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So we started the drip on a low dose which meant I had to be continuously monitored on the CTG machine. This wasn’t a problem as I sat on the ball leaning over the bed (still with my Hypnobirthing MP3 in my headphones) so I didn’t feel restricted or confined to the bed and could still be upright. I managed to totally switch off from everything around me, it felt like it was just me and my husband in the room and the calm voice in my ears from Hollie de Cruz.  After about half an hour the contractions were very mild and didn’t seem to be building into much so my midwife slowly increased the dose and I carried on rocking on the ball. I breathed through every contraction imagining a wave breaking gently on the shore ‘inhale peace, exhale tension’. *Just to say at this point, this was the first time I’d practised hypnobirthing techniques during my own labour so by no means was I an expert but I just kept the breathing techniques as simple as possible.*

After another half an hour the contractions had picked up and felt I needed to work harder to focus on my breath and not tense my shoulders or jaw, this is when the breathing really helped to keep everything soft. I took my husbands hand during every one of these contractions and held the wet flannel to my nose to inhale the lavender and clary sage, still keeping my eyes closed throughout. After a pretty intense contraction I walked to the bathroom to try and have a wee (my doula had been giving me sips of coconut water after every contraction which was just brilliant). I couldn’t manage a wee and stood up and had a really strong contraction which was horribly fierce and took me by surprise, I leaned onto my husband  trying to get back into my breathing and said ‘I can’t do another contraction standing up ‘. We walked back to the ball and it was clear the drip was definitely working as the contractions were really regular at this point, maybe every 2 minutes. I picked up the gas and air and rested the mouth piece in my mouth, not inhaling it just having it there as a comfort. The next contraction came and I instinctively knew I wanted to get on the bed (I’ve never birthed on the bed in my other labours) I turned onto my right side and felt a change in my body, a sensation I knew yet still couldn’t believe I was at that stage. Pressure. It was in my lower back right on my sacrum and there was no ignoring the different sounds I began to make.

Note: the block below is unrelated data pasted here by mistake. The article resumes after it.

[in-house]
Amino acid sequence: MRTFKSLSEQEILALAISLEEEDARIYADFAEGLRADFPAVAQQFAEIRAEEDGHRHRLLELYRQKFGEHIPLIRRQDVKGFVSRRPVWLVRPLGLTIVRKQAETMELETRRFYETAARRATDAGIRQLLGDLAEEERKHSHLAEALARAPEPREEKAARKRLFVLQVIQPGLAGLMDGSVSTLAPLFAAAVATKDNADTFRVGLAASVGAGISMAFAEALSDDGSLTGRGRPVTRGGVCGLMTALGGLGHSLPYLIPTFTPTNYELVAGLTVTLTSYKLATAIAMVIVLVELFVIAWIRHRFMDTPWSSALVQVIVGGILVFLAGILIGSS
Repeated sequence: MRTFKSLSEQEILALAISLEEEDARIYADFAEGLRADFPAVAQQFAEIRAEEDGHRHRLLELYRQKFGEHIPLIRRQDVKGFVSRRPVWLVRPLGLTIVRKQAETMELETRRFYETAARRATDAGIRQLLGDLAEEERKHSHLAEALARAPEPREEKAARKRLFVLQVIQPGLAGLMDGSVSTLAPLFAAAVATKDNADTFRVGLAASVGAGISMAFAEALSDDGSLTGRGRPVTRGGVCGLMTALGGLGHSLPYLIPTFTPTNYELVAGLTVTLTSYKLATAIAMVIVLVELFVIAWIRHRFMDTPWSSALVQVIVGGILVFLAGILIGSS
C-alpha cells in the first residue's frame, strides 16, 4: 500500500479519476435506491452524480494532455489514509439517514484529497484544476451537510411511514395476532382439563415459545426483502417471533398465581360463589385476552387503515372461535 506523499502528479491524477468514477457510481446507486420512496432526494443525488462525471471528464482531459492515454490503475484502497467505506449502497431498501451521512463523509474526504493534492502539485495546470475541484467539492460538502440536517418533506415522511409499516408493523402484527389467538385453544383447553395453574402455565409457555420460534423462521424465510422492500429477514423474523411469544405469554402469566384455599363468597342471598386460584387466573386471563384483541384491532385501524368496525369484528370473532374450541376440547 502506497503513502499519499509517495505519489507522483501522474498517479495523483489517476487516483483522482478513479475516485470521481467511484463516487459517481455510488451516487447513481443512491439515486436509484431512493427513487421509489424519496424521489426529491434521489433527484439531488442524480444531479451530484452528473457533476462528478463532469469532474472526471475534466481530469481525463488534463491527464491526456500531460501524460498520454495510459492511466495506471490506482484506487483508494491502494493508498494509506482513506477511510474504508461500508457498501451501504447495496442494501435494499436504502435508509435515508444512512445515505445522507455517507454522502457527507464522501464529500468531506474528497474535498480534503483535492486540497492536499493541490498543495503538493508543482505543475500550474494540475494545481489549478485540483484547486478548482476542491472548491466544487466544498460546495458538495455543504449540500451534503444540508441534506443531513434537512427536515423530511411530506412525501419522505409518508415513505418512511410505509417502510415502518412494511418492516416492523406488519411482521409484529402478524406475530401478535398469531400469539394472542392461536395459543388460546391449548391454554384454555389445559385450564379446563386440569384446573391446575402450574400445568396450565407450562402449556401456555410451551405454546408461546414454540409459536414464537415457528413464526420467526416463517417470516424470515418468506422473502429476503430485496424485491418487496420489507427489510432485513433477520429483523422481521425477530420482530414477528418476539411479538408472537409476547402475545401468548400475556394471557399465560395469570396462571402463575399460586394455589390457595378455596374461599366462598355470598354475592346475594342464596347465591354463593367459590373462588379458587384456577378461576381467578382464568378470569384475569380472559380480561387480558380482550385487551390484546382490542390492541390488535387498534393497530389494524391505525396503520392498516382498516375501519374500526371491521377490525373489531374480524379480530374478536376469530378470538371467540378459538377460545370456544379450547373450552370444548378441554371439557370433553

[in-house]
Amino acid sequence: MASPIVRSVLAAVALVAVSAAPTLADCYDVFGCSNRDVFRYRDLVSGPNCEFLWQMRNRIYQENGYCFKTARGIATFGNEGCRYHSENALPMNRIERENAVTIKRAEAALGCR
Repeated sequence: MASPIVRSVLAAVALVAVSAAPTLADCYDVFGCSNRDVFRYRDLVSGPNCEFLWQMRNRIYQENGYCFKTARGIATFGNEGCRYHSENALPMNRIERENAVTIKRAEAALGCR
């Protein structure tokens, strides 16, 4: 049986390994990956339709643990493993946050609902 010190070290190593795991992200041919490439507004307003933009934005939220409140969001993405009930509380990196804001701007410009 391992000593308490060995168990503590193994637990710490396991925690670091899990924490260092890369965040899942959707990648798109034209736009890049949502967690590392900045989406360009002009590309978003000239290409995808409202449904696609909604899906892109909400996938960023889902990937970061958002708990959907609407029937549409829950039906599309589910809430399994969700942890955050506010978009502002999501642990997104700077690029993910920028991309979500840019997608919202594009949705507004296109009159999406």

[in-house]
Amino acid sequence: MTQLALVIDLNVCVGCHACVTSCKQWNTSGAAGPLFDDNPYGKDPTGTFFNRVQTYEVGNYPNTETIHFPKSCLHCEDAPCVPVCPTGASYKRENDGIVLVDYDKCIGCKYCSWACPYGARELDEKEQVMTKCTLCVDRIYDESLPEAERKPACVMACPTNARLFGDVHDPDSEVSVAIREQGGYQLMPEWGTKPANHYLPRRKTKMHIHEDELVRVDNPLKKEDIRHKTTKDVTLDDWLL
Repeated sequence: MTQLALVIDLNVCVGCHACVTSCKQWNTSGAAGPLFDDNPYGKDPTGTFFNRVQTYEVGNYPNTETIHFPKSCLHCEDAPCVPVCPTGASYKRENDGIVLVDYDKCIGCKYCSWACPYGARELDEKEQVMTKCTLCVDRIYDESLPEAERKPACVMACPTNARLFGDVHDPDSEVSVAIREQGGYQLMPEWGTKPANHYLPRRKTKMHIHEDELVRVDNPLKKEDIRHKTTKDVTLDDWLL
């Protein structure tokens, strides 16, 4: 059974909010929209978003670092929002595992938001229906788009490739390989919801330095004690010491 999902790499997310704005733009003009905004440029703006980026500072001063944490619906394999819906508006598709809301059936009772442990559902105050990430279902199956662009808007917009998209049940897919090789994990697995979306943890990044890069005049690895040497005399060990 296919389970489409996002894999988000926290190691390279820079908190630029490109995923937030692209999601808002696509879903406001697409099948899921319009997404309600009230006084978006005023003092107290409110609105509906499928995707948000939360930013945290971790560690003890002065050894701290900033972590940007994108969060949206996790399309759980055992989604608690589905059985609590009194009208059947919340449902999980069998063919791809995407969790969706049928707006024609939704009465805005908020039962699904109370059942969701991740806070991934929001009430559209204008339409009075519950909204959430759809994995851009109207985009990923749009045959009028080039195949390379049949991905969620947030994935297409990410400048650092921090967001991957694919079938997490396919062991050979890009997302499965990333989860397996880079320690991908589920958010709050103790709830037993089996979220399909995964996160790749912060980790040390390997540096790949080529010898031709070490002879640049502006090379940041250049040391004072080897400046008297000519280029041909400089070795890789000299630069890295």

My midwife head popped back on as I heard the paper of delivery packs being unwrapped and opened my eyes to see my midwife had changed out of her own clothes into scrubs and my consultant standing there smiling and looking pleased. ‘I’m not at that stage yet it’s way too soon’ I declared and they all reassured me that twin 1 was on her way. I suddenly felt scared and told my husband who calmed me down and told me l was going to be fine and brought me back in the zone ‘inhale peace exhale tension’. I still insisted on keeping one of the ear pieces from my headphones in one ear as I couldn’t bear not to have those sounds keeping me calm.

My body then took over and I began to feel twin 1 moving down in my pelvis at quite some speed because before I could even think ‘I can’t do this’ her head was crowning and my midwife asked me to slowly breathe. I don’t recall waiting for another contraction because a few seconds later she was on my chest skin to skin and screaming. I couldn’t really believe how quick it had been but was well aware there was another baby to birth.